ANZAC DAY 2018 – Holding our History – Masonic Honour Rolls.
WW1 Honour Board at Collingwood Masonic Centre
From WBro Damien Hudson, Editor Devotion News
Within the robbing room of the Collingwood Masonic Centre is a World War One Honour Board. It calls us to remember fourteen Brothers of the thousands of Freemasons who served in World War One. This particular Honour Board records the WW1 soldiers who were members of the Earl of Carnarvon Lodge No 102 UGLV, one of three Lodges who built our Masonic Building.
The board does not record military ranks or awards nor if the men survived or perished in the Great War. It simply remembers all those as Freemasons from the Lodge who served. It is a constant reminder for future generations of these Freemasons’ sacrifice in serving Australia.
World War One Honour Board at Collingwood Masonic Centre recording Freemasons who served in WW1
An Honour Roll, in book form, produced in 1919 by the United Grand Lodge of Victoria noting deaths and awards helped identify some of the men on Carnarvon’s Honour Board.
Bro “R Bunning”; Lance Corporal Robert Allan Bunning who appears on the board enlisted in August 1914 aged 23 at Essendon. He landed at Gallipoli as part of 7th Battalion and was wounded there in May 1915. He was admitted to hospital there with enteritis in August, dysentery in September in Cairo, with heart trouble and rheumatism in Helios. We know he was the son of William Henry and Pheobe Bunning of Moone Ponds. He was killed in action in France 25 July 1916, eleven days after his promotion.
“Bro A D Nevein” was awarded the MC and “Bro A T Paul” the MC & DCM. Both appear on the Board with no mention of these military awards, just as the death of “Bro R Bunning” is not noted.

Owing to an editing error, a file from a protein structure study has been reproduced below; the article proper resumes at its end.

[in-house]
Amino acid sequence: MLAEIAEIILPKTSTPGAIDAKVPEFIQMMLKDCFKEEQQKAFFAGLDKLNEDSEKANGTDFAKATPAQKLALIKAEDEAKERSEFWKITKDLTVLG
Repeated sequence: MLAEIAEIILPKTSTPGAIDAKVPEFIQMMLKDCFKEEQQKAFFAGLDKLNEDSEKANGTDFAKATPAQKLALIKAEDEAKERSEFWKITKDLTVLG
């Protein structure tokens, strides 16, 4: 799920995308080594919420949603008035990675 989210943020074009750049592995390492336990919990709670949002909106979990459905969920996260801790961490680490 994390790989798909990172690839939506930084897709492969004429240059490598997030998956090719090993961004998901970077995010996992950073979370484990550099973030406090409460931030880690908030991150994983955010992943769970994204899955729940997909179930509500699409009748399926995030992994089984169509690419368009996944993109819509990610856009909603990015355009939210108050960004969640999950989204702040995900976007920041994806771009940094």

Bro Lt Albert Thomas Paul MC, DCM enlisted aged 25 in July 1915, like Bunning, at Moonee Ponds, listing his profession as electrical engineer. He served in 6th (Army) Field Artillery and was promoted to Corporal July 1916, the same month he was gassed. He was awarded the DCM “For Gallantry” in France on 1 Jan 1917. His MC was awarded for actions 4-5 Oct 1918 for two hours working under heavy fire locating a command post and re-establishing communications critical to artillery - some accounts say he was laying telephone wire under fire and I suspect he did both. Pension documents show he was alive in 1960.
Bro Major Alfred Douglas Nevein MC was born 26 Oct 1886 in Collingwood. Nevein was a felt hatter, apprenticed at Denton Hat Mills for 5 years when enlisted. On enlistment, he was living at 154 Easy St Collingwood and had been in 8th Engineers Citizens Military Force (CMF) for 11 years and was then married to Margaret. Denton Hat Mills (later Fayrefield Hat Factory) at 48-60 Nicholson Street, Abbotsford, is one of several famous hat factories in the City of Collingwood and close to the Collingwood Masonic Centre. The local History Society says the Factory also had a WW1 Honour Board and one wonders if Bro Denton was on it. (The building remains a local landmark and Burbank Homes’ $36 million dollar heritage conversion of the Heritage Registered Denton factory to 20 townhouses and 38 apartments with nine shops won the 2011 Heritage Property Award for the project). Nevein had been a Captain in the CMF and enlisted 26 Sept 1915. Serving in the 2nd Division Engineers in France, as a Captain, he was Mentioned in Dispatched by Douglas Haig on 7 Nov 1917, he was afterward awarded an MC in France on 4 June 1918 and on 15 June was admitted to hospital with influenza, later being given 3 weeks sick leave to the UK. On 8 August 1918 he was wounded in action with a gunshot wound “back and thigh, severe”. Surviving this wound, he returned to Australia after the War. He re-enlisted at the Drill Hall South Melbourne on 31 Jan 1940 as a married farmer living at 64 Railway Rd Carnegie with his wife Margaret and was posted to Alice Springs. When he was discharged in 1943, he was listed as a widower as Margaret had died 22 June 1940. Neither his MC nor MID are mentioned on the Honour Board, and his MID is not noted in the UGLV 1919 WW1 Honour Roll.